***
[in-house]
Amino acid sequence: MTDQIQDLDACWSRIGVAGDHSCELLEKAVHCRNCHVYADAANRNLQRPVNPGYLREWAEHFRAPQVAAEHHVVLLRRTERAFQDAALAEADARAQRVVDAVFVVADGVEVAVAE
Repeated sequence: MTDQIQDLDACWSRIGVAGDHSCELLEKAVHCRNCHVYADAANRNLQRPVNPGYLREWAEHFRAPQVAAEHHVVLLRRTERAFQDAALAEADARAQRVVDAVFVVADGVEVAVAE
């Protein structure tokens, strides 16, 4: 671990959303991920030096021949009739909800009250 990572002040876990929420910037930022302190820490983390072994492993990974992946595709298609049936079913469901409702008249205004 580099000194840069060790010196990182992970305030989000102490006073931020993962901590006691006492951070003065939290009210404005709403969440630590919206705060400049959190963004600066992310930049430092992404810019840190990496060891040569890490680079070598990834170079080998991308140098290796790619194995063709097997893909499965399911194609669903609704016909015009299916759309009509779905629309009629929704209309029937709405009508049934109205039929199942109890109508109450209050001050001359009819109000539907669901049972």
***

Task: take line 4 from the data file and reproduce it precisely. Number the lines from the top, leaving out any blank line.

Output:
């Protein structure tokens, strides 16, 4: 671990959303991920030096021949009739909800009250 990572002040876990929420910037930022302190820490983390072994492993990974992946595709298609049936079913469901409702008249205004 580099000194840069060790010196990182992970305030989000102490006073931020993962901590006691006492951070003065939290009210404005709403969440630590919206705060400049959190963004600066992310930049430092992404810019840190990496060891040569890490680079070598990834170079080998991308140098290796790619194995063709097997893909499965399911194609669903609704016909015009299916759309009509779905629309009629929704209309029937709405009508049934109205039929199942109890109508109450209050001050001359009819109000539907669901049972």